One strength to the U of Idaho program is the flexibility of the course selection. “The only required courses are Statistical Analysis, Enterprise Accounting, Engineering and Technology Management Fundamentals, and Leadership and Organization Behaviour. The remaining courses taken are quantitative and qualitative electives focused on both engineering management and traditional engineering discipline areas.  Our program, by design, is multi-disciplinary and we partner with departments across the University to offer classes for our program,” said Lieske.

Much of the content is recorded lectures. U of Idaho ensures that the lectures are re-recorded on a regular basis to ensure they are fresh. That’s good since there is nothing worse than a 30 year old instructional video featuring cardigans and horn-rimmed glasses.

“Lecture slides, the syllabus, discussion boards, and assignments can all be delivered online on U of Idaho’s online platform BBLearn. Each instructor can change the format of BBLearn to better suit their course and students,” noted Lieske

“If one-on-one assistance is needed then students are encouraged to pick up the phone and call the instructor. Students can work on the course at their own pace, although many courses do have regular due dates for assignments and exams that are published at the start of the semester.  Professors do work with students when flexibility is required on due dates,” assures Lieske.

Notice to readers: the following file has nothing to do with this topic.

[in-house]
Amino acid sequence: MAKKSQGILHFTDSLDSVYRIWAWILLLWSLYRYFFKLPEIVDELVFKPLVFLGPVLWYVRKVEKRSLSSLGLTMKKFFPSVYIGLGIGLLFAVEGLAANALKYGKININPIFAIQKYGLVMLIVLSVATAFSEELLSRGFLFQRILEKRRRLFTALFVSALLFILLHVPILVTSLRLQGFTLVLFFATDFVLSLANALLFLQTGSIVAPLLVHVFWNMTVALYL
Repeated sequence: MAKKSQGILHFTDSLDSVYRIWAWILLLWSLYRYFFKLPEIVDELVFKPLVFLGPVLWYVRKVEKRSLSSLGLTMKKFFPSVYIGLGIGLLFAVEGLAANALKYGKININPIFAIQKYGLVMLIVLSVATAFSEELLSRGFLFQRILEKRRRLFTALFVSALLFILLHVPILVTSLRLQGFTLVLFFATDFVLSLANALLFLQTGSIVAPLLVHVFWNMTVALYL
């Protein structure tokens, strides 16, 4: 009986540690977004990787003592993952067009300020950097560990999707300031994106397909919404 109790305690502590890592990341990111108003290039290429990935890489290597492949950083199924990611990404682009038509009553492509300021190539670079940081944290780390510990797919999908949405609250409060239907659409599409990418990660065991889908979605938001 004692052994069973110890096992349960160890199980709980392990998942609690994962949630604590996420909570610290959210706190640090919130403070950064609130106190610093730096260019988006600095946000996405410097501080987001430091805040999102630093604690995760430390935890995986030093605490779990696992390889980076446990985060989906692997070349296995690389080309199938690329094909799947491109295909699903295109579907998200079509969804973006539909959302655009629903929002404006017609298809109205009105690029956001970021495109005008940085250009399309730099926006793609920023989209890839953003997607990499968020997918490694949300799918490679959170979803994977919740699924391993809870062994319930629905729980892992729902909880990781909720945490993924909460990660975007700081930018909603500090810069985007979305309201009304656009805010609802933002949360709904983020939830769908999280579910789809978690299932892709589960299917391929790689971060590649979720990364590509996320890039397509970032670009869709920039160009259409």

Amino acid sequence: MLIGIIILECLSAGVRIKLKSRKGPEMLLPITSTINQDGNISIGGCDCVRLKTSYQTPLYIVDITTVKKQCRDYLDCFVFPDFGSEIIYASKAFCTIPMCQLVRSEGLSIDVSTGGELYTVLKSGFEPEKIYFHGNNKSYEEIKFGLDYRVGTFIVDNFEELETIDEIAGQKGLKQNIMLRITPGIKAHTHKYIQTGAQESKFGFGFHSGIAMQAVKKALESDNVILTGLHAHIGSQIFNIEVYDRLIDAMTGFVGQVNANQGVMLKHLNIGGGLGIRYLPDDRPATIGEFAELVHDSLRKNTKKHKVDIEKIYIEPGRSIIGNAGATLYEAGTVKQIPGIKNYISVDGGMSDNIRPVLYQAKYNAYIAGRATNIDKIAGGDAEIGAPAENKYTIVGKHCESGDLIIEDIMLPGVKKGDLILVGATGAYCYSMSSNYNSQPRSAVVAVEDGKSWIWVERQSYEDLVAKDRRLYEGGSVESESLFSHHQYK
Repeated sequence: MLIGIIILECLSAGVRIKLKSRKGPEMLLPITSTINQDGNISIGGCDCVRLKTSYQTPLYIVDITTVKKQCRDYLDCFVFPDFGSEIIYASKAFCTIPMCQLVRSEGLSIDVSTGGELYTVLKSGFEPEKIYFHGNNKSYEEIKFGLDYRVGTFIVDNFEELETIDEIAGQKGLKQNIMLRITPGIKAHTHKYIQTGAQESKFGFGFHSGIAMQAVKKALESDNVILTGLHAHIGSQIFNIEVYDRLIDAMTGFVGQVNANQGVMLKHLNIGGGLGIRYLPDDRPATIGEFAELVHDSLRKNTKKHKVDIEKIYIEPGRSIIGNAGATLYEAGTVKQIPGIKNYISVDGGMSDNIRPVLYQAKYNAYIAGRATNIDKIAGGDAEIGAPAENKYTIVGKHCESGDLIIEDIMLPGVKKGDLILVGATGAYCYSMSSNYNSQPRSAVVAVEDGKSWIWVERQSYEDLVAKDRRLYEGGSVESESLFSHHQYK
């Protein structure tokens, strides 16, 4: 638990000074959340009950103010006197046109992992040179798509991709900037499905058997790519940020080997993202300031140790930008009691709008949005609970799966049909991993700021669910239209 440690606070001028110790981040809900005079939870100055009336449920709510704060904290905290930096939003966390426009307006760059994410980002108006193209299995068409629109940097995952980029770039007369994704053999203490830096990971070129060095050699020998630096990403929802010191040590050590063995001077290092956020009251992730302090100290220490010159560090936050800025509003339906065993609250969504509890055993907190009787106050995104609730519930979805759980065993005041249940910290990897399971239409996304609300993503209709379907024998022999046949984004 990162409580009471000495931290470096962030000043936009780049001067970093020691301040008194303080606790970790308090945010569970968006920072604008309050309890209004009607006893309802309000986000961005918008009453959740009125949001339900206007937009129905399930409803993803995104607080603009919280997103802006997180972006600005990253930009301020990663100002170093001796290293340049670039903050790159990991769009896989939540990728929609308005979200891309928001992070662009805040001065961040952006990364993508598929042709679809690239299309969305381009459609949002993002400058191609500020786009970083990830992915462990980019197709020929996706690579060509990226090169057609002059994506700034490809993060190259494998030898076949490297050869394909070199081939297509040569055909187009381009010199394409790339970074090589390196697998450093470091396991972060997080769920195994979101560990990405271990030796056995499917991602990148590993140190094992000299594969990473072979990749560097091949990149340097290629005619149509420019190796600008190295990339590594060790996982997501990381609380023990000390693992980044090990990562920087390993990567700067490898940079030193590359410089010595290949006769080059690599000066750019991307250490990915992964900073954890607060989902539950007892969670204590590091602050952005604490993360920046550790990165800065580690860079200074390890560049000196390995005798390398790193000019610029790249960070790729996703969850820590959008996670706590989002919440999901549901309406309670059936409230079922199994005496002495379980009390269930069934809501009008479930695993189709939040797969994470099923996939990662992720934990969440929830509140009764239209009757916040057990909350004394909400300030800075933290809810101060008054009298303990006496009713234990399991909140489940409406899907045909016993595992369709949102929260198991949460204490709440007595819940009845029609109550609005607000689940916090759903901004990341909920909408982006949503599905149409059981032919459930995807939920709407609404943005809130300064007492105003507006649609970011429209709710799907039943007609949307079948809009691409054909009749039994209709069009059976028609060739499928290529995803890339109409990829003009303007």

One possible setup of U of Idaho’s online platform, BBLearn.

However, learning from a strictly online format does have its drawbacks. When Lieske took her distance classes, “it was structured as a cohort program.  Students in the program got together three times per year at the start of each trimester.  Now, however, there is often a lack of community in online education as students do not have the opportunity to meet one another. U of Idaho is working to improve on this issue. One approach is to use course discussion boards as a way to get students interacting on specific.   It is key for us to engage the students more.”

When asked what separates an EM degree from an MBA, Lieske suggests that “in my 32 years at HP, prior to U of Idaho, there were successful engineering leaders with MBAs as well as those with EM degrees.  From my perspective, an EM program is a unique way to focus on individuals with engineering backgrounds who want to improve and expand upon their leadership capabilities.  Our program still includes a few topics you may find in a typical MBA program but is much more focused on leveraging and extending our students technical backgrounds.”

For those keeping up with the 2013 survey by WCET, and who are worried about the quality control and accessibility for those with disability experienced by some online courses, Lieske assures that U of Idaho is on the right end of the curve.

“The department undergoes assessments every year based on goals set and results achieved for the year. We see how the program has affected our graduates in their field and continuously work to improve our courses. Standards do exist for our courses and they are changed when needed.  We have regular communication with our students and are often able to provide flexibility in case of emergencies which are impacting the student’s ability to finish an assignment or course.  Most of our students are working professionals and we understand that family and work often must take priority.”

Why would you not get an EM from U of Idaho:

  • You are unsure you will have the time to complete a course before the end of each term
  • You want a more socially engaging experience